Mobile Fraud: More needs to be done
Mobile financial service applications are spreading rapidly and are generally secure. However, I don’t see evidence of institutions monitoring and protecting the mobile channel as diligently as other channels.
Hackers will certainly start targeting mobile banking and mobile stock trading applications as adoption increases. Furthermore, there are more opportunities for exploits because of mobile platform fragmentation.
When a major attack happens, it will be well publicized and it will likely slow adoption while the public reconsiders their safety. I will be purposefully vague here to avoid providing any roadmaps or ideas to bad guys.
For example, many organizations use fraud detection software on web applications to look for suspicious activity and limit both losses and risk. Often fraud detection software also preserves evidence in the event the fraud is real. For web sites, this type of software is almost as commonly deployed as firewalls and routers.
Organizations have been suspiciously silent on the protections they’re deploying, which is unlike historical ecommerce behavior. Are companies actively monitoring the traffic from mobile enabled accounts to ensure new types of fraudulent activity aren’t occurring?
TD Ameritrade provides a third-party stock trading application (Mobitrade) that optionally lets you save your username and password in the application, thus providing access without a username and password. (E*Trade pictured here, requires a password to see account data). While this option is convenient, the risks are bound to outweigh the reward.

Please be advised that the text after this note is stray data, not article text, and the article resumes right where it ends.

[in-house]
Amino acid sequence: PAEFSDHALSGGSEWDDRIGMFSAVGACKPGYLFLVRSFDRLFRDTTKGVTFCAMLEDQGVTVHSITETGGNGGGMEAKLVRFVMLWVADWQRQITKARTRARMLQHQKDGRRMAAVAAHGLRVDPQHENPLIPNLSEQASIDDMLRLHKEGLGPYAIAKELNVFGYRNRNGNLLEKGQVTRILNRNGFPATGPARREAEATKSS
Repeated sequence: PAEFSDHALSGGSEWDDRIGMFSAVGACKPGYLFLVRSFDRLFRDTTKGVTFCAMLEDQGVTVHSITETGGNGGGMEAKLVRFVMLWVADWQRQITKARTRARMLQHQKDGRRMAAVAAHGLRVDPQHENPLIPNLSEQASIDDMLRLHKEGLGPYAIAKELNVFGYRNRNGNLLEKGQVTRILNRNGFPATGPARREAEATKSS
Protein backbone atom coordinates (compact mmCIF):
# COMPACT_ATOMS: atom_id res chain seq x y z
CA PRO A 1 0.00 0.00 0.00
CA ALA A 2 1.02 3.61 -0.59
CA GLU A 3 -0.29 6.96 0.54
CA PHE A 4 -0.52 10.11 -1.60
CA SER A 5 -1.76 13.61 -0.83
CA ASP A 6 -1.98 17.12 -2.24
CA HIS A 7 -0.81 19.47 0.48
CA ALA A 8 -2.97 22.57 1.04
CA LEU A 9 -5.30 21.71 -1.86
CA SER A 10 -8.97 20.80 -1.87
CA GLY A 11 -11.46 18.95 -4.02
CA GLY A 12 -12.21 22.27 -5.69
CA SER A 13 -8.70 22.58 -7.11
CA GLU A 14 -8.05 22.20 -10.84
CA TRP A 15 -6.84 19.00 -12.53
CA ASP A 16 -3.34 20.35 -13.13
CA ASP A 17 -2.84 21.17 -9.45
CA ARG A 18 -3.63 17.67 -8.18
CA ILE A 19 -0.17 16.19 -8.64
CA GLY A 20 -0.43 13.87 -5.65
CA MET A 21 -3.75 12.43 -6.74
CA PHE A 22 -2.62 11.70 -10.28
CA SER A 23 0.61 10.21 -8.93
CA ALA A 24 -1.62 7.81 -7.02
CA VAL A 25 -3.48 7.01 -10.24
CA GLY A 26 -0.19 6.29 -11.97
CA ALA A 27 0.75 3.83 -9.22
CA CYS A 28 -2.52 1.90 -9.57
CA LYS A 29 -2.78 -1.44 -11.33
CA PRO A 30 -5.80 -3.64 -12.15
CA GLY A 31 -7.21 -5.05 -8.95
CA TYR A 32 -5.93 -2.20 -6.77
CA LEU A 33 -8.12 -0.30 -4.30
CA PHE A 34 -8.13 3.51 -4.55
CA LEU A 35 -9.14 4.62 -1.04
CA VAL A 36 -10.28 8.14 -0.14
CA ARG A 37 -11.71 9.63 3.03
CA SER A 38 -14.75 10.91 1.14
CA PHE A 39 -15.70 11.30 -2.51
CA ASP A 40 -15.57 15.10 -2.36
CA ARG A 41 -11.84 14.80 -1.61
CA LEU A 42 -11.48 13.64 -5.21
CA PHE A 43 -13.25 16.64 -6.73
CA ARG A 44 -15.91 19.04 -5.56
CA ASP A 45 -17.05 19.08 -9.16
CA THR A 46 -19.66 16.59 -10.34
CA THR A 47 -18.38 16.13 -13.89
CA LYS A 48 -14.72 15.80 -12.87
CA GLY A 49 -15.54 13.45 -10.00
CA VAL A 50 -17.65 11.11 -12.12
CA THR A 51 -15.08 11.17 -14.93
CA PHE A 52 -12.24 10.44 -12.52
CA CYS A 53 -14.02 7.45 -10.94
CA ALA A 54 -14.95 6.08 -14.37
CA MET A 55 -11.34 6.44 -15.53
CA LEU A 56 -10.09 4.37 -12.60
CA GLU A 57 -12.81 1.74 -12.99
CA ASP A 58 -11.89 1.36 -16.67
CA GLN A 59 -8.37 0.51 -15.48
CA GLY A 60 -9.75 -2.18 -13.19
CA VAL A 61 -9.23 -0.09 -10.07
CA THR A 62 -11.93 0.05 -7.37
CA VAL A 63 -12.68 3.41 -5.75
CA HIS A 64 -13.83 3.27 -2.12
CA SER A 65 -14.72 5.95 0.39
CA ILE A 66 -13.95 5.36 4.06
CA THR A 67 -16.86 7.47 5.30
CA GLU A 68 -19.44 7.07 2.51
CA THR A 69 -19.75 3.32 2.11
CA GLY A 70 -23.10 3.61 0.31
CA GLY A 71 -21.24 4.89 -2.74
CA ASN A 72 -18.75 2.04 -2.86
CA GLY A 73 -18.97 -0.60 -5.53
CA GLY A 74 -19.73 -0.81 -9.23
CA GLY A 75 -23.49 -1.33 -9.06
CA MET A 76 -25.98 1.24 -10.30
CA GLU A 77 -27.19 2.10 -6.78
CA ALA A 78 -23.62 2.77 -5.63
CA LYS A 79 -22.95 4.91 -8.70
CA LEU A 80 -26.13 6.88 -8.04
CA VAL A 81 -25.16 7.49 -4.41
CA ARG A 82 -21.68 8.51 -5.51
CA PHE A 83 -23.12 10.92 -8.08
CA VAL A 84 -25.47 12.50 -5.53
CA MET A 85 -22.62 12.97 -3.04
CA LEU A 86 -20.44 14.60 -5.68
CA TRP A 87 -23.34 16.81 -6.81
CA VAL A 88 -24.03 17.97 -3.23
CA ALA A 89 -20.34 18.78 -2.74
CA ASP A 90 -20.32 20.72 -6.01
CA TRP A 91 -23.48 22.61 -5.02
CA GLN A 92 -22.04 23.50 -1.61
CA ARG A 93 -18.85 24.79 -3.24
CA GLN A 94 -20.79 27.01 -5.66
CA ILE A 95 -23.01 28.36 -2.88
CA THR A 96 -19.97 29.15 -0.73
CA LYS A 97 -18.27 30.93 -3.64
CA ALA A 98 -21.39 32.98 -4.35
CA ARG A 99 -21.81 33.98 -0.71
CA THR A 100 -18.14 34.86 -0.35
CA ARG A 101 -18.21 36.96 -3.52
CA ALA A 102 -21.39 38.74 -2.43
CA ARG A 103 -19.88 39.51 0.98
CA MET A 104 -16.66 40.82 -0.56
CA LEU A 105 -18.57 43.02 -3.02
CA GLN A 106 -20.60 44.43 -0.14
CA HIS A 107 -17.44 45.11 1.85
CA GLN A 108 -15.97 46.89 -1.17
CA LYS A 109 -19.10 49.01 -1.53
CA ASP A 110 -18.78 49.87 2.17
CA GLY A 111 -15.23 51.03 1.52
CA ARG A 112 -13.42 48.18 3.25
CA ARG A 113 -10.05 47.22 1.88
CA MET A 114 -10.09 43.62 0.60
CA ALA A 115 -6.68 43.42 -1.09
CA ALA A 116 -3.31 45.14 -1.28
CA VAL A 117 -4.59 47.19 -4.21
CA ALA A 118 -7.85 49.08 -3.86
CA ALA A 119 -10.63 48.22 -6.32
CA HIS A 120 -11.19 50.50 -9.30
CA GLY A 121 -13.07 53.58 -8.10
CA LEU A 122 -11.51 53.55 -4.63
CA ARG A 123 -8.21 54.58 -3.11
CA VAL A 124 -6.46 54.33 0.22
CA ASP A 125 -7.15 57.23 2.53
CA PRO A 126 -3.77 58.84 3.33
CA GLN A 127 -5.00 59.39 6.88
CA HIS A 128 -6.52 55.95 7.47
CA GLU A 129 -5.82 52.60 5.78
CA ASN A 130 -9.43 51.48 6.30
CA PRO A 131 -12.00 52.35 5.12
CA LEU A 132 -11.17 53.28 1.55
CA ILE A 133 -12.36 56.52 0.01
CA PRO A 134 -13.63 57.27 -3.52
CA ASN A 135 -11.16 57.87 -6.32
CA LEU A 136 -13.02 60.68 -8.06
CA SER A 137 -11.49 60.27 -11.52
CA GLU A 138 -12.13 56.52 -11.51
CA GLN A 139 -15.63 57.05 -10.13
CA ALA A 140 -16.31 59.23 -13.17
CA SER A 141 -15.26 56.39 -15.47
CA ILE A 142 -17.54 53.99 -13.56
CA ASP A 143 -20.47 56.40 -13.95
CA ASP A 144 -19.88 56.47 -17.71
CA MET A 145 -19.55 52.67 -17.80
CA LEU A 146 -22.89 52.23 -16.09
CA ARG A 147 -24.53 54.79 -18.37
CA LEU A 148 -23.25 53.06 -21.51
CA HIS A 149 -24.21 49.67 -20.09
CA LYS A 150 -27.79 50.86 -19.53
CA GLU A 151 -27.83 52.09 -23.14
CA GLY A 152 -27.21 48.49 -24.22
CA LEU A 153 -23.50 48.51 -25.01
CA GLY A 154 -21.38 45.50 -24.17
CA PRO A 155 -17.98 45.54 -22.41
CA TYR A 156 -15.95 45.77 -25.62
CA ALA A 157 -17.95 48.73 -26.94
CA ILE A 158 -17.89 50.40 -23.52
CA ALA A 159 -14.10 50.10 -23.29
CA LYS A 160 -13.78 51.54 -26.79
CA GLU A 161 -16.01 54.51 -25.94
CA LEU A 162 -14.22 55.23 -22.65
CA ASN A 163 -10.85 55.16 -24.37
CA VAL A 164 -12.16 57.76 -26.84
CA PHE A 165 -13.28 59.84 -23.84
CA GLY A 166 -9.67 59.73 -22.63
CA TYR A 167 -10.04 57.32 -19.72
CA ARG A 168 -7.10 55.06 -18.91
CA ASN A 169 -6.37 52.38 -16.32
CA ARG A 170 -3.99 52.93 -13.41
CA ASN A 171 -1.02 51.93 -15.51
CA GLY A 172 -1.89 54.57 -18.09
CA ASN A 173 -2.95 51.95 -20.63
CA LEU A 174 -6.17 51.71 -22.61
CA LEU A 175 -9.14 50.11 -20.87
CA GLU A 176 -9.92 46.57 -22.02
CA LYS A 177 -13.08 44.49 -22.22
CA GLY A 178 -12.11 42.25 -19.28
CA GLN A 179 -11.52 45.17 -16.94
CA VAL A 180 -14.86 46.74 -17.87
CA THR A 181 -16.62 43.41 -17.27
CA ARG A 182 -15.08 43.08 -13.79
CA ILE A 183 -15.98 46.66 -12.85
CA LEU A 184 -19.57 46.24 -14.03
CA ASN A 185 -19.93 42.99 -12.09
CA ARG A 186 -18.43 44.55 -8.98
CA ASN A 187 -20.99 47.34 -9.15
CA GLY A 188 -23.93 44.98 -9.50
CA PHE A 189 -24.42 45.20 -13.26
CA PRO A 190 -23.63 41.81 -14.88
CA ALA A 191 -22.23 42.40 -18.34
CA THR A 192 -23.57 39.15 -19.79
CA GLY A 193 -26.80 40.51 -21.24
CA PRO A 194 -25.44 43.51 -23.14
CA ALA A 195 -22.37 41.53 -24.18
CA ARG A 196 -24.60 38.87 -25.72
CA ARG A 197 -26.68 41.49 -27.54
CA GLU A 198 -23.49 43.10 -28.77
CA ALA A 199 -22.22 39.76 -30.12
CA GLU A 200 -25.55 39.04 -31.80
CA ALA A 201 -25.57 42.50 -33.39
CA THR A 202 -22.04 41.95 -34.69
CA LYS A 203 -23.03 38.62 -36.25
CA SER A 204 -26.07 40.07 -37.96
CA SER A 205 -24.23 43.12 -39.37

In the case of TD Ameritrade, users can’t execute trades using the Mobitrade application. However, account balances, positions, stocks owned and watched are all sensitive information thieves can use to commit crimes through other channels.
Providing separate applications on separate platforms also increases the effort required to keep security holes plugged. Many institutions are considering supporting mobile applications on iPhone, Android, Blackberry and potentially other mobile operating systems in addition to their mobile web and SMS-based systems. Each production release of each product version runs the risk of containing a vulnerability. It’s all just software.
Organizations must keep the details of their security infrastructure secret to prevent circumvention of those protections. However, organizations need to perform detailed risk assessments of the mobile channel and deploy protections that are at least as strong as protections to online and ATM channels. The security vendors usually ensure the world knows what companies are using their technology.
The silence on mobile security is deafening.
(Disclosure: I have accounts with both TD Ameritrade and E*Trade. I own TD Ameritrade stock (NYSE: AMTD) and have done work for them in the past. This article DOES NOT imply that E*Trade, TD Ameritrade, or any other company are lacking any particular security measure or that I have knowledge of their specific security measures.)